Community Forestry Profile: Dundee, MI

There are many communities across Michigan who are working to replant trees lost to disease or storm damage. Dundee is one of those communities. June 6th, 2010 a tornado hit Dundee wiping out 1,500 street trees alone. Local school grounds lost 90 trees and shrubs. Since the tornado damage the Dundee Area Rotary has been working to raise funds to replant trees. This past Octobor, youth with Dundee Interact and Summerfield Schools, Rotary members from Dundee and Bissfield, and local residents planted 46 trees.

Trees were planted at Rawson Place, a retirement community and residential property, area residents were given the option to have a tree replaced after the storm. Over the past few years, Rawson Place residents helplessly watched the number of trees shrink in their own back yard.

“We removed 42 trees a couple years ago because of (emerald) ash borer, and the tornado (on June 6) took over 50 trees. So we’ve lost more than 92 trees in the last couple years. Our land is pretty bare right now,” said Sandy Benore, director of Rawson place.

“We need to replace as many trees as we can, because we are known as a Tree City USA” said Dundee Village Manager Patrick Burtch.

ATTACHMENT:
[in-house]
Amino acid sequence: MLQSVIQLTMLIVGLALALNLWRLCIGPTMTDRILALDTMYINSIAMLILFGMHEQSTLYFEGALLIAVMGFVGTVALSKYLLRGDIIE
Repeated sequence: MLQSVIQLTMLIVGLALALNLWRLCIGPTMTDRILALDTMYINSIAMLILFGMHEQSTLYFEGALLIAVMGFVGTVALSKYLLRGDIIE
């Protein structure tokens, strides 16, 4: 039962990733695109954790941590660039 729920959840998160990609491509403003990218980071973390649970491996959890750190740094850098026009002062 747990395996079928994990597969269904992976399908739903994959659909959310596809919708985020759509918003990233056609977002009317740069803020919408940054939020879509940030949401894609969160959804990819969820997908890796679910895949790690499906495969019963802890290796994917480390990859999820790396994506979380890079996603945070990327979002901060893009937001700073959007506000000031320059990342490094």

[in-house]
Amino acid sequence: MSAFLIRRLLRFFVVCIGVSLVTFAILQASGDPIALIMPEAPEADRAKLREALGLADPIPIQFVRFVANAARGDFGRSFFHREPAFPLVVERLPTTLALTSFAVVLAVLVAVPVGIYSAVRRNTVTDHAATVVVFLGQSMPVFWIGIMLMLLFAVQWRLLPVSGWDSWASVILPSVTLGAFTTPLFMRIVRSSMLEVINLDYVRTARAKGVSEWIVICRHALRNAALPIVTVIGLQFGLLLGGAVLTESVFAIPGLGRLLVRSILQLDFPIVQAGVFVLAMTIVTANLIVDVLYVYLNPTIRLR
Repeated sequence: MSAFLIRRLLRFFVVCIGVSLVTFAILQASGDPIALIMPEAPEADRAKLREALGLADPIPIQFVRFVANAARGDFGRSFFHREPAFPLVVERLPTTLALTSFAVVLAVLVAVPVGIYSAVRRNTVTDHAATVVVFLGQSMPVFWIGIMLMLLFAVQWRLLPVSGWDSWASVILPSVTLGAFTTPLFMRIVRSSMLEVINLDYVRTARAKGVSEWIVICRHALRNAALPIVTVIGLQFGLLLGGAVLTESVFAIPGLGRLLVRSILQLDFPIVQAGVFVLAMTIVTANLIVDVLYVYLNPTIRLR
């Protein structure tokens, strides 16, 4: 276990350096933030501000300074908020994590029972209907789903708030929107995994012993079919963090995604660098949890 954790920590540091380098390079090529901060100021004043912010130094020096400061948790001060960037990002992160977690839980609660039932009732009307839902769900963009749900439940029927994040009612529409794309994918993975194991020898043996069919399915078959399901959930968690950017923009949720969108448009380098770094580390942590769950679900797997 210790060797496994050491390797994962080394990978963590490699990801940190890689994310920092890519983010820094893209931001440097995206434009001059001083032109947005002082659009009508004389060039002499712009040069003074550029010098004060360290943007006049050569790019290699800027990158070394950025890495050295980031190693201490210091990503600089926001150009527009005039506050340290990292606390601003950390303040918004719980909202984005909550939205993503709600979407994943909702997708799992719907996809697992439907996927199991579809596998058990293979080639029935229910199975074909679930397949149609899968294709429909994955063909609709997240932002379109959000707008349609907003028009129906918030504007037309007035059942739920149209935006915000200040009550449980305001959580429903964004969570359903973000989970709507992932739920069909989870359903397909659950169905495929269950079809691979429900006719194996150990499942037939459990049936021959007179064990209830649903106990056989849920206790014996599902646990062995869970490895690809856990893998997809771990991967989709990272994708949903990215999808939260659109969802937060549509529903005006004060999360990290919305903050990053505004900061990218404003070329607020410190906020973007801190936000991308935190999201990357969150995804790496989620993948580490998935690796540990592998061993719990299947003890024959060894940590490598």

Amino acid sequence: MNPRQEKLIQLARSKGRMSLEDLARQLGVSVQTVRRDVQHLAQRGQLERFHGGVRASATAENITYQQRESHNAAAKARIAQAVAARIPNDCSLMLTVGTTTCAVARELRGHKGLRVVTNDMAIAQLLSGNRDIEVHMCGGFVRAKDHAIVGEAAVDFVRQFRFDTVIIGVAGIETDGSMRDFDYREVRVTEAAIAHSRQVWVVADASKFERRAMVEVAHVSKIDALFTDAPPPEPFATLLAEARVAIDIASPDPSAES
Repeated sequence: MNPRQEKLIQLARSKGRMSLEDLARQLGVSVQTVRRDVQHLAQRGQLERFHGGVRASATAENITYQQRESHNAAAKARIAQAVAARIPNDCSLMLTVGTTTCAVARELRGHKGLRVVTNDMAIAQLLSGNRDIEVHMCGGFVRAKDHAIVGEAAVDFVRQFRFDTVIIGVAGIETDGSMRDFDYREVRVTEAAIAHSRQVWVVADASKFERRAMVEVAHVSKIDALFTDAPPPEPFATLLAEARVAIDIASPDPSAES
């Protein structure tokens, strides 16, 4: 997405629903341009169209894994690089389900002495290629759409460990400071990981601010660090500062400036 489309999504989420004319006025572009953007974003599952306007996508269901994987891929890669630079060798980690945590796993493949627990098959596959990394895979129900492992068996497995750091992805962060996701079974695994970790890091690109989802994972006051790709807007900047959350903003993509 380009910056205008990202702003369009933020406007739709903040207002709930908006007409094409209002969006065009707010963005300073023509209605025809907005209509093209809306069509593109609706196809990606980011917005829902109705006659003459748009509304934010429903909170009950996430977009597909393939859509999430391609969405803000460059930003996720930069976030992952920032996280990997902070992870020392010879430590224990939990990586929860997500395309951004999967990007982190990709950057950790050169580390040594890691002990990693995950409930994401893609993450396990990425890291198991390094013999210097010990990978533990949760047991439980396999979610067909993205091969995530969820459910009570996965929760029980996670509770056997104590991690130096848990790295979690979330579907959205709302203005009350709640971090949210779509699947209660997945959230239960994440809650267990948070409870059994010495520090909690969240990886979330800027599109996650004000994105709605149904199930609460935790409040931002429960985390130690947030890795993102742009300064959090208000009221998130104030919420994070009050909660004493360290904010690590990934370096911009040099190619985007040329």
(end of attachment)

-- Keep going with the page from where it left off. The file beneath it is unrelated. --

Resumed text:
The Tree City USA® program, sponsored by the Arbor Day Foundation in cooperation with the USDA Forest Service and the National Association of State Foresters, provides direction, technical assistance, public attention, and national recognition for urban and community forestry programs in thousands of towns and cities that more than 135 million Americans call home. The many benefits of being a Tree City include creating a framework for action, education, a positive public image, and citizen pride.

Through many local donations and grants and matching funds Dundee is planning a Spring project in 2011 to further assist in the loss of so many trees that dreadful day.  Recently, Dundee has witnessed the after effects of a severe ice storm, causing the loss of even more trees. Neither the tornador nor the ice storm has stopped the Dundee Commuity from continuing its efforts to increase their urban forest. This is truly a great example of a community working together to create a greener future.

The Dundee Area Rotary Club, which formed about two years ago, is pleased with the community response to the fundraiser. “This is our first big service project,” Ms. Phillips said. “So we’re very happy to be helping everyone who applied for a tree.”

Marie Sowa, president of Dundee Rotary, also was pleased with the project’s success. “This is our first homegrown community project. Rotary’s motto is ‘Service Above Self’ and that’s what we’re all about. And that’s what this project is all about,” she told Roatry members.

It is communities like Dundee that the Go Green Youth Challenge aims to benefit. Through inspiring youth to become involved in community development and raising awareness about the importance of trees, the Go Green Youth Challenge will grow into a tree planting movement.


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